"What is important is that Russian citizens have been killed," he wrote. "Here we should follow the example of our 'strategic friends' from across the ocean: the United States does not leave the death of any of its citizens without consequences. No matter what country they were in and what political views they adhered to."
Henri Depele, the mayor of the town of Sibut, around 200 kilometers northeast of the capital, Bangui, said the journalists were killed late on July 30. Their driver survived the attack.
"According to the driver's explanations, when they were 23 kilometers from Sibut...armed men emerged from the bush and opened fire on the vehicle. The three journalists died instantly," Depele told Reuters.
A CAR government spokesman gave a somewhat different account on August 1, saying that the journalists had encountered about a dozen "turbaned gunmen" after being stopped at a checkpoint and venturing further despite being advised against it.
"When they resisted the theft of their vehicle, they were shot dead, while their driver was injured" but was able to flee, German news agency DPA quoted the spokesman, Ange Maxime Kazagui, as saying.
Other media reports quoted Kazagui as saying the assailants spoke Arabic rather than French or Sango, the national language of the country in which Muslims make up about 15 percent of the population of 5.6 million.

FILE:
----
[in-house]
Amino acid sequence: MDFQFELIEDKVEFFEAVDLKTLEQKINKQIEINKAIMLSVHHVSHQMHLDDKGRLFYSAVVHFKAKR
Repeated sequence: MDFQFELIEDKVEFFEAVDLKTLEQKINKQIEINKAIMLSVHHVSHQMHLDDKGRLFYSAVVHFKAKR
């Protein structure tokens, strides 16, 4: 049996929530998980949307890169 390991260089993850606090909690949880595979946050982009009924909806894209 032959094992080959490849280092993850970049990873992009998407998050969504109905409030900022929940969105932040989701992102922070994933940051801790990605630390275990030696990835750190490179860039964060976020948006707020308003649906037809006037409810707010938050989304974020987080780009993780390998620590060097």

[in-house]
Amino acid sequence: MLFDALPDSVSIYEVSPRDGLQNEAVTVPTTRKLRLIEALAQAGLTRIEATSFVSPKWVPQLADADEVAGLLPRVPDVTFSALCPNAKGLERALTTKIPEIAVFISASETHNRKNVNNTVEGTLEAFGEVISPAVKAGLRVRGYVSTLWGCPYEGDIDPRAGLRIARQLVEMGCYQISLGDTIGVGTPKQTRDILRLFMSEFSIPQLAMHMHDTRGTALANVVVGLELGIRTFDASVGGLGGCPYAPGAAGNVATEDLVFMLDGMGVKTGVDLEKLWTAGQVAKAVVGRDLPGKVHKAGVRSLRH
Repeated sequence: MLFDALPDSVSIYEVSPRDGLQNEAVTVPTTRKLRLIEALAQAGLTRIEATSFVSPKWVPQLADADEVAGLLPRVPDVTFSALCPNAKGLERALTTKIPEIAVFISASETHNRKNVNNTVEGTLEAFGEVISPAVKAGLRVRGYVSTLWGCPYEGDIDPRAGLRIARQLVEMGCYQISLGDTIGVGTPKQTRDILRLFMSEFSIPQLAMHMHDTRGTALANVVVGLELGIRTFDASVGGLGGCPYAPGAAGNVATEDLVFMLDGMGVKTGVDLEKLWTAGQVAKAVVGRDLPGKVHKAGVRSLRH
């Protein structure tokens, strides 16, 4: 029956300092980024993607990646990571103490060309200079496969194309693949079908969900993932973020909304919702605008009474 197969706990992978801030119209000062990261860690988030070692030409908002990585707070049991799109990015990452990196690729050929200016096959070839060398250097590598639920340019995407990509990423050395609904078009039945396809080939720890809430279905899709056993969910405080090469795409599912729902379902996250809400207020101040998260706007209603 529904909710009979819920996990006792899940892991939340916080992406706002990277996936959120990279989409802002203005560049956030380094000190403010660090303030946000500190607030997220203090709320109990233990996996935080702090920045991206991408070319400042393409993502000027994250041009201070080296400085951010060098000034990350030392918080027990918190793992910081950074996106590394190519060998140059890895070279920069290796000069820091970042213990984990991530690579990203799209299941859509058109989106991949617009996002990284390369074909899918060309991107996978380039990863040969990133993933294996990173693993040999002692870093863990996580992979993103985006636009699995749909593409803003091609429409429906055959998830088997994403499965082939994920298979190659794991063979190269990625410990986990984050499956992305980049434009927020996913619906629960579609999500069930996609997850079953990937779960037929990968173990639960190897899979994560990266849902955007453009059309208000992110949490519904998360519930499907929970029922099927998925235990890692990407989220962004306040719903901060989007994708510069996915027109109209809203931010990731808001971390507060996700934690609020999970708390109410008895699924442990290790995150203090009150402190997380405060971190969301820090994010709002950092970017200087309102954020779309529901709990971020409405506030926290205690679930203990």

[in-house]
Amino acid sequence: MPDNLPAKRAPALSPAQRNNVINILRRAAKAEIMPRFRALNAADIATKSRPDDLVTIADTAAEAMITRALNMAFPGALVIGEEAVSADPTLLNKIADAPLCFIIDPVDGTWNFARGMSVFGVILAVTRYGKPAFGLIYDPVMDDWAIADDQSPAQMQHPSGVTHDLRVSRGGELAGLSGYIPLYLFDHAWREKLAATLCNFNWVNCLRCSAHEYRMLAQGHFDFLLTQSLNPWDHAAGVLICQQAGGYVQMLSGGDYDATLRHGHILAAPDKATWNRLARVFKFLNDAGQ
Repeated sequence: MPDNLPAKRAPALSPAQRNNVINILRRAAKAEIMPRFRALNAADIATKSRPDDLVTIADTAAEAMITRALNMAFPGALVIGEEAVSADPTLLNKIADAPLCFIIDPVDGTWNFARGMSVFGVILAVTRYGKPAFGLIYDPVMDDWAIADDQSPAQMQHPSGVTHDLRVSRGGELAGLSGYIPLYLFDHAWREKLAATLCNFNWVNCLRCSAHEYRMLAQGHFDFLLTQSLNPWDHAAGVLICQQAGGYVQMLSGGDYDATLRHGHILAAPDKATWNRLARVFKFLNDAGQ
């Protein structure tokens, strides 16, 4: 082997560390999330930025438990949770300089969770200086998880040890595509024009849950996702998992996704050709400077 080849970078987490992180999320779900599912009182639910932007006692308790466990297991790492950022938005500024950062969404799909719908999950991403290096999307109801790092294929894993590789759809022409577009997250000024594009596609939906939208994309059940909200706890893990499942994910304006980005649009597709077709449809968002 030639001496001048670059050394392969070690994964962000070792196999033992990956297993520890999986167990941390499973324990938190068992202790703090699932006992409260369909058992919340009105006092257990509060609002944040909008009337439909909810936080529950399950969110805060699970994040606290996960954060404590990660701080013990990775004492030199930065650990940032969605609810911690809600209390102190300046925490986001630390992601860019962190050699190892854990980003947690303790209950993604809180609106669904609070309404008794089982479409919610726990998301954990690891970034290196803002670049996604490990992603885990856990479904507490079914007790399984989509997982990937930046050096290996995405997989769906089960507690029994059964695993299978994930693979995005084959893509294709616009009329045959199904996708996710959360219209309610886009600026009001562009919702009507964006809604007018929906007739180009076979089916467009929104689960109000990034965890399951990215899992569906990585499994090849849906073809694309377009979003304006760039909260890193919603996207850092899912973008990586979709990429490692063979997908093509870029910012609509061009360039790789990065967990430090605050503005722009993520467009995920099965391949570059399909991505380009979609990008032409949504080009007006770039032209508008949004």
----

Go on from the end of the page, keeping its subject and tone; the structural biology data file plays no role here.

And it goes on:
CAR has been plagued by violence, often fought along religious lines between predominantly Christian and Muslim militias, since a 2013 rebellion overthrew then-President Francois Bozize.
Most of the country is beyond the control of the Bangui government, and a 12,000-strong UN peacekeeping mission has struggled to keep a lid on the violence. 
TsUR's statement said the journalists flew to CAR on July 27 and that its last contact with them was late on July 29.
Anastasia Gorshkova, a deputy editor of the media outlet, told the Russian news network Dozhd that the journalists had tried to enter an estate where members of the security company reportedly stayed, but they were told that they needed accreditation from the CAR Defense Ministry.
An armed fighter belonging to the 3R rebel group displays his weapon in the town of Koui in the Central African Republic in 2017. The country has been riddled by violence since a 2013 rebellion overthrew then-President Francois Bozize.
An armed fighter belonging to the 3R rebel group displays his weapon in the town of Koui in the Central African Republic in 2017. The country has been riddled by violence since a 2013 rebellion overthrew then-President Francois Bozize.
On July 30, the journalists planned to meet with a local contact in the town of Bambari, 380 kilometers from Bangui, Gorshkova said. The road to Bambari runs through Sibut.